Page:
Thank you for choosing to deliver your baby at Scarborough Health Network (SHN). We look forward to providing you with an outstanding care and delivery experience.
Our Birthing Centres are nationally recognized for providing culturally sensitive, respectful, and responsive care that meets our patients’ unique needs.
Our Neonatal Intensive Care Units (NICUs) are located at our Centenary and General hospitals, and are able to look after newborns as premature as 30 gestation.
Please note: prenatal classes and tours are not currently being offered due to the COVID-19 pandemic.
Tour our Family Birthing Centres
SHN Centenary Hospital
SHN General Hospital
Getting Care During Your Pregnancy
Pregnant individuals who receive early and regular prenatal care generally have better outcomes. Getting care during your pregnancy is essential for both the birth parent and baby’s health. At SHN, we offer multitudes of services and resources to make expecting families’ journeys safe, inclusive and accessible.
Planning Your Pregnancy
Even the most healthy pregnant individuals can have pregnancy problems but taking steps towards a healthy lifestyle can increase your chances of having a healthy pregnancy. We offer advise and education for expecting families on how to maintain a healthy lifestyle, providing better outcomes.
The best way to reduce the risk of your baby developing a neural tube defect is to take daily folic acid supplements from 12 weeks before conception until at least 12 weeks of pregnancy. Folic acid is very important because it can help prevent some major birth defects of the baby’s brain (anencephaly) and spine (spina bifida).
Preconception care involves any intervention that can identify and modify medical, psychosocial, behavioural or environmental risks to female or male reproductive health and future pregnancies.
At SHN, we are able to assess the risk and outcomes of future pregnancies for people who have had previous complications in pregnancy or who have complicated medical conditions. In addition, our clinic offers counselling to people about choices for prenatal diagnosis of multiple chromosomal and genetic disorders. We also assess future or current pregnancy complications in people with a history of genetic disorders.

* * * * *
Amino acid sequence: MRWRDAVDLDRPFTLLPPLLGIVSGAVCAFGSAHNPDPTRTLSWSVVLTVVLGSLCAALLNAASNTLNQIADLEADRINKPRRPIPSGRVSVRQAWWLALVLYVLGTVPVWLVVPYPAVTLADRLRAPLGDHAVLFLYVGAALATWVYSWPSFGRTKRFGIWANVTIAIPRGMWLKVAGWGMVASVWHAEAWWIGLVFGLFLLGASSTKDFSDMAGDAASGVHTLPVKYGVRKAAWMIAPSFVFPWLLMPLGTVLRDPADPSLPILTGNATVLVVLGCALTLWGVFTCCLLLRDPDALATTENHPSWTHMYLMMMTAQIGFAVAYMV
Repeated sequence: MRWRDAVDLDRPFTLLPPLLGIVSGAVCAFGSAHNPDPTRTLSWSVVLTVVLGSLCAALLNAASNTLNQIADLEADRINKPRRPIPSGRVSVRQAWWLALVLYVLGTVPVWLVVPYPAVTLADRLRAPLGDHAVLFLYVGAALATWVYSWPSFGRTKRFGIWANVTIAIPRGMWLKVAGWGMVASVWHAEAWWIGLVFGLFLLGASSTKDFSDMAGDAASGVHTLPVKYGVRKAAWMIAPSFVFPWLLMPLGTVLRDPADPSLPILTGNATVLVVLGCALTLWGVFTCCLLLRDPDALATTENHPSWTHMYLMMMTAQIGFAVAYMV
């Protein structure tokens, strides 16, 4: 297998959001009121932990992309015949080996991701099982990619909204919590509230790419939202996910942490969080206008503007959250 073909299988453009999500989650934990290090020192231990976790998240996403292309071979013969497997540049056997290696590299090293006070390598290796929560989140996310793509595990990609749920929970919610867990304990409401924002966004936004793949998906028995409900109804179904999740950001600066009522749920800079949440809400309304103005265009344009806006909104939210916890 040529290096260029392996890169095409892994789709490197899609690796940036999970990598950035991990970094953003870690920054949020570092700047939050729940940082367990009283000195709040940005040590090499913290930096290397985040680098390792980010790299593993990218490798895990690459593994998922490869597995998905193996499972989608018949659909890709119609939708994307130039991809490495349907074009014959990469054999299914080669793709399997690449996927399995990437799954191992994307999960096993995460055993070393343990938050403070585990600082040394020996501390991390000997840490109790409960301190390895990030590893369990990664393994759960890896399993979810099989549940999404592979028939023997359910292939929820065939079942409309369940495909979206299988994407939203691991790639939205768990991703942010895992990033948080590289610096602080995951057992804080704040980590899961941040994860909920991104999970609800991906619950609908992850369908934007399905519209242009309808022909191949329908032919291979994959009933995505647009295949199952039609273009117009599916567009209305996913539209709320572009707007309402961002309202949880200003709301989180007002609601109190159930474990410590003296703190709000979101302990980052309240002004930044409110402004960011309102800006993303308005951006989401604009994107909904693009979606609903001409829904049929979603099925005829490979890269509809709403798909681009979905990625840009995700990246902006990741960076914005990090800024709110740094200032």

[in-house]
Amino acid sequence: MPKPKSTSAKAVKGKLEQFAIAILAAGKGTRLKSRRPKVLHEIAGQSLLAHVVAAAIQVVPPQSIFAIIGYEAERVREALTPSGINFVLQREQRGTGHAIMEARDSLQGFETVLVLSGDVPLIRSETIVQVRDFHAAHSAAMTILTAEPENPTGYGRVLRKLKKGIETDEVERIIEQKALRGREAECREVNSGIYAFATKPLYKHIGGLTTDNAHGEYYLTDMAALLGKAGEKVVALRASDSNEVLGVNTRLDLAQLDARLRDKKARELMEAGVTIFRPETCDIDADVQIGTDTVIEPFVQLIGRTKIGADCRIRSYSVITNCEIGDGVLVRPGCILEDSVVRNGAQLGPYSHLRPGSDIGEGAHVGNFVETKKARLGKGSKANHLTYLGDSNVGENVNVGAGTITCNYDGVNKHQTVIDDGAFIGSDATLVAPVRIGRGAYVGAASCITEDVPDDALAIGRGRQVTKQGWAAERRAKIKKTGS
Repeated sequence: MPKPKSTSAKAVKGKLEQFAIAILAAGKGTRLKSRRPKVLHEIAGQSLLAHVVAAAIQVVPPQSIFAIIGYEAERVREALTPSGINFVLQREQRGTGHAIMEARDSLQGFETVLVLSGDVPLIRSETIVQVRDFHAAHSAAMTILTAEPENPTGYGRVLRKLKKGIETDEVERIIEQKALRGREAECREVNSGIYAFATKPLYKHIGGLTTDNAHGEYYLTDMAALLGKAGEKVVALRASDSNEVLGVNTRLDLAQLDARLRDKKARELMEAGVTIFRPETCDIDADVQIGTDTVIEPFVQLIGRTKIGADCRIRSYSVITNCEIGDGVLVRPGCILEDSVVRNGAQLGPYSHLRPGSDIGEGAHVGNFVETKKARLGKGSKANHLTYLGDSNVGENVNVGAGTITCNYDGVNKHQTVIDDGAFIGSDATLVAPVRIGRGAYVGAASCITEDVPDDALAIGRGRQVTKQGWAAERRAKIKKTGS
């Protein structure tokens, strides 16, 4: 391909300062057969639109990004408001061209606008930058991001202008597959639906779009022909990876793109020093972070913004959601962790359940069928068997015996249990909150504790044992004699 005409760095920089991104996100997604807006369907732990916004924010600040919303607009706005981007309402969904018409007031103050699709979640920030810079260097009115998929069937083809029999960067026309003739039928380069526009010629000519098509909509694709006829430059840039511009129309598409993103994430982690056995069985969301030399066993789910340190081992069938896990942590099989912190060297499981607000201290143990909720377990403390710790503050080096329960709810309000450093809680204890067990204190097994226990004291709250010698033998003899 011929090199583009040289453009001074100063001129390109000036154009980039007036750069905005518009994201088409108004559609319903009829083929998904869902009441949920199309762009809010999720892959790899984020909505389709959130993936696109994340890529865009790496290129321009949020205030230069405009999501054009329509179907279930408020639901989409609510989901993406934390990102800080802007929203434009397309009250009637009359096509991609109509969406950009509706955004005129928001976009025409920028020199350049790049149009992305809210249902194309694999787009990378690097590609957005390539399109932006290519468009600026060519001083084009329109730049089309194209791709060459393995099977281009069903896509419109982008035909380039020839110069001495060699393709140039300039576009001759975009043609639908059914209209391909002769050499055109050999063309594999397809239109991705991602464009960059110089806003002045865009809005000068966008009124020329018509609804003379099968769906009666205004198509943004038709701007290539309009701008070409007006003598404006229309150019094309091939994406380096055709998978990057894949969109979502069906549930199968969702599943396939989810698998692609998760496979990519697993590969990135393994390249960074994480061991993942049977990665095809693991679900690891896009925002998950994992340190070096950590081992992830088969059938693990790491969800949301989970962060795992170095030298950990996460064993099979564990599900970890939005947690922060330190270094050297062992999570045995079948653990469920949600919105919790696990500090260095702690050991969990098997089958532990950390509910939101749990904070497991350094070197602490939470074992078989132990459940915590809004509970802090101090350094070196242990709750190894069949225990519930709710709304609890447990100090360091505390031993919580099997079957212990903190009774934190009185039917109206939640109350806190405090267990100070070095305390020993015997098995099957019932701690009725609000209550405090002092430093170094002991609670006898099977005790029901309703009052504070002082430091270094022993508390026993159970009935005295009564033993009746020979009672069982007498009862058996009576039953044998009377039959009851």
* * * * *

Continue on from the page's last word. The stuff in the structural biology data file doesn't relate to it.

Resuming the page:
Our Pregnancy Care Providers
Deciding who to choose for your pregnancy care and childbirth is an important decision. The information below may help you decide.
Our obstetricians work with pregnant people and families to keep pregnancies healthy and to deliver babies. In addition, your OBGYN may address general health needs, such as screening for other health issues, prescriptions and other issues.
We have some of the best obstetricians to look after your pregnancy and deliver your baby. If you would like to see one of our obstetricians for your prenatal care, please have your family doctor make a referral.
Midwives provide care throughout women’s pregnancy, labour, and birth, as well as care for moms and their newborns six weeks after birth. At SHN, midwives are part of our team. We have partnerships with three midwifery organizations. For more information, or to make an appointment, please contact them.
416-286-2228 or 905-409-6447
Ontario midwives are funded by the Ontario Ministry of Health and Long-Term Care and services are free to clients.
Our patient and family centered environment supports the education of our learners and the evaluation and research of our practices and outcomes. Our maternity care team includes physicians, family medicine residents, nurses, a dietitian, pharmacist and nurse practitioners and supports patients through all phases of pregnancy, birth and postpartum care.
Our Clinics and Services
The Early Pregnancy Assessment Clinic (EPAC) at SHN provides prompt assessment of pregnant individuals who are less than 20 weeks and are experiencing complications of pregnancy. Patients will be seen by a registered nurse and obstetrician.
The clinic provides access to ultrasound, blood testing and surgical interventions as needed and indicated. Referrals to SHN’s genetic clinic, homecare and other services can be facilitated through the clinic if necessary.
How to Access Care
Monday, Wednesday, Friday 7:30 a.m. – 2:30 p.m.
SHN General hospital, 3050 Lawrence Avenue East
2nd floor, Family Maternity Centre (FMC)
- Take the East Tower (Green) Elevators to the 2nd floor
- Register for your visit at the FMC front desk
- Your health card is required at each visit
A referral from your doctor will be required.